M. L. P, 19th Century
View from the Library, Maresfield Park, Sussex, 1867

inscribed and dated " View from the Library, Maresfield Park, Sussex, 1867"

pencil and watercolour
22.50 x 30 cm.


Pike (1910, p.102) says that the house was believed to have been originally occupied by John of Gaunt. Later, it belonged to the Newnham family and passed into the Shelley family. The Duke of Wellington is believed to have planted a cedar tree in the grounds. In 1910 it was the seat of Prince Munster of Derneburg. As a German prince, he had to leave in 1914 and the estate was sequestrated and became an army camp.
Turner (1991, pp.61-64) says that after the war the estate broken up and in 1920 most of the house was demolished and laid to lawns, trees and shrubs. The ‘Map of Maresfield Park Around 1946' shows the Manor House. After that date the house was renamed Dendrons and was bought by Sir Roland Smith who died in 1990. The property was sold in 1991 and the purchaser promised to restore the house.

The origin of name of the village is uncertain, but the first element may derive from the Old English word mere meaning 'pool'; the second element is certainly feld meaning 'open land' (A. Mawer, The place-names of Sussex volume 2, page 349). Iron has also played an important role in the history of the area, during the time when the Wealden iron industry was flourishing. Within 2 miles (3 km) of Maresfield Church in the 16th century were five iron furnaces: Oldlands, Hendall, Old Forge, Lower Marshalls and Maresfield (powder mills). The Levett family owned and worked Oldlands, and it probably controlled Hendall as well, before it passed into the hands of Ralph Hogge, who formerly worked for the Levett family.

Among families long resident in the Maresfield area with historic ties to the old iron industry were the families of Levett, Pope and Chaloner, who had intermarried. William Levett of Buxted, a vicar who was a prime mover behind the iron industry in the Weald, had ties to the Maresfield area during his tenure as an ironmaster and supplier of armaments to Henry VIII. Eventually the vicar's former servant Ralph Hogge, who had become a major ironmaster after Levett's death, operated four furnaces and one or more forges within a couple of miles of Maresfield Church.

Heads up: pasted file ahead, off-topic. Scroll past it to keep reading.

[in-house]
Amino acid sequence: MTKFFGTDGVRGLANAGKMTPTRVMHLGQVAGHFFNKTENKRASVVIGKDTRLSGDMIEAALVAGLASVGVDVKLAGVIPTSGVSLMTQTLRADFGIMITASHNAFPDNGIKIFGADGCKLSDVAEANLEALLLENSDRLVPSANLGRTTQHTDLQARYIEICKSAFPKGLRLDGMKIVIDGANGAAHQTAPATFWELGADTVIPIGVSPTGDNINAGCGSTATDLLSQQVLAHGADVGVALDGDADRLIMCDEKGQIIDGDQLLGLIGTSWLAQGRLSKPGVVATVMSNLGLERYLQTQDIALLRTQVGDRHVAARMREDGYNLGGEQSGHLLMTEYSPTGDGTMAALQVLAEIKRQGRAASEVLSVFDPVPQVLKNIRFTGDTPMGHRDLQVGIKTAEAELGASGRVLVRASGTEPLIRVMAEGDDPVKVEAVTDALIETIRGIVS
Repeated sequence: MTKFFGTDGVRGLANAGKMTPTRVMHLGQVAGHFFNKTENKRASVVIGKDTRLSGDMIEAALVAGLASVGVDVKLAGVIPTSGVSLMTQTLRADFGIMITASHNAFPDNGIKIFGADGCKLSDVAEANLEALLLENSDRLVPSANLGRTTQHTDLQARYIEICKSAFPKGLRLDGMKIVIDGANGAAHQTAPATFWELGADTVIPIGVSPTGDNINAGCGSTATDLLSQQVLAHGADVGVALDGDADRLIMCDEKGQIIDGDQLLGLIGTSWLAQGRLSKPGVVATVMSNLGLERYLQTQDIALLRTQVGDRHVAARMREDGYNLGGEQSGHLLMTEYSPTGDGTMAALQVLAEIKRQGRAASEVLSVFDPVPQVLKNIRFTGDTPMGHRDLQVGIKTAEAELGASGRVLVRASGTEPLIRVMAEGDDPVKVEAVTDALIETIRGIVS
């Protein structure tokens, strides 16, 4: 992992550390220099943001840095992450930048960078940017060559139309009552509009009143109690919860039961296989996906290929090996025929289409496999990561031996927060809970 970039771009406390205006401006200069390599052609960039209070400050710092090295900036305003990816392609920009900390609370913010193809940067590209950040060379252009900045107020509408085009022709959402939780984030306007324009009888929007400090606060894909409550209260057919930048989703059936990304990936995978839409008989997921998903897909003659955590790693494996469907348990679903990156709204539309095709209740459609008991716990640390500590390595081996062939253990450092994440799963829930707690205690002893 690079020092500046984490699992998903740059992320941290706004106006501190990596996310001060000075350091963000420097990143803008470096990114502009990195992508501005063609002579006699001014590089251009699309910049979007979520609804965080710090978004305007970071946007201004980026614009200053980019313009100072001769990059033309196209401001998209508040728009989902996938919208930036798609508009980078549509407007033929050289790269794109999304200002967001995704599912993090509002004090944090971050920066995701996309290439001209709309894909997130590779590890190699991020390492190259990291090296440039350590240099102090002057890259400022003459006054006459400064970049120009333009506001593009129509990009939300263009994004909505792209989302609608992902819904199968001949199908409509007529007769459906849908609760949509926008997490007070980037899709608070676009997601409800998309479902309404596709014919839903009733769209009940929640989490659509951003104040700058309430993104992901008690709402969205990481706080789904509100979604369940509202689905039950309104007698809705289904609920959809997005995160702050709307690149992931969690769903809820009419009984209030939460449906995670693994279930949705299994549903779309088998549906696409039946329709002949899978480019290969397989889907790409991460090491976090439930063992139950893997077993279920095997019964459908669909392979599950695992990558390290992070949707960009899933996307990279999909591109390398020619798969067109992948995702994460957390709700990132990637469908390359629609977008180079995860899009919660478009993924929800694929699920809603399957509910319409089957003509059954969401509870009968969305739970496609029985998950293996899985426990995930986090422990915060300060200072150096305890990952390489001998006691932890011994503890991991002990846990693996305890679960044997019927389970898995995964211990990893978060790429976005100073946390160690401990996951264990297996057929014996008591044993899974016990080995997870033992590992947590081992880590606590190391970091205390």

The village has expanded in the past twenty years, and three substantial housing developments have helped to increase the village population.

Maresfield is an old village (its church was founded in approx 1100; the present nave and tower were built between 1375 and 1415). Fairwarp and Nutley developed as offshoots from it.

There was a Roman settlement, including a bloomery, and later a Norman village grew up around the church. In the 15th and 16th centuries

Until 1926, it was a largely agricultural village, up to 1914 effectively in the ownership and control of the family in Maresfield Park House, initially the Shelley family and then Count Alexander Münster of Hanover, Germany. The estate was confiscated in 1914 by the government after the start of World War I and the Park and estate houses were sold off in 1924 as reparation for war damage, the Park being broken up into housing plots. In the First World War, a large army camp was developed, and later on parts of the village, at Queen's Drive and the southern part of Parklands, were developed as married quarters for soldiers.

There has been considerable recent development. Since approx 1990, substantial developments at the Cabin Café (now Mulberry Park), Park Farm (now The Paddock, Field End and Maple Close) and at Forest Park have increased the population of the village by about 1/3rd. New development of 80 dwellings is planned for Park Farm, which will further enlarge the village by about 1/6th.

Maresfield is on the southern edge of Ashdown Forest which was a deer hunting reserve from the time of King Edward II of England.

The Site of Special Scientific Interest Rock Wood falls within the parish. This woodland is of biological interest, with uncommon mosses and ferns growing alongside the stream which flows through the site.The parish lies at the junction of two main roads: the A22 Eastbourne road; and the A272 cross-country road, the main road being on a bypass to the west of the village.

There are two local bus services that provide a local connection to surrounding areas. Maresfield has a local tennis club,cricket club, bowls club, football club and a gymnastics club all located in less than one mile radius of the Chequers Inn, Maresfield also has its own fishing lake 'Underhill Fishing Lake' and is managed by Crowborough and District Anglers Association. Maresfield has its own primary school in Bonners CE Primary School, although some children travel to Manor Primary School in Uckfield. Secondary school children travel into Uckfield College or Chailey School.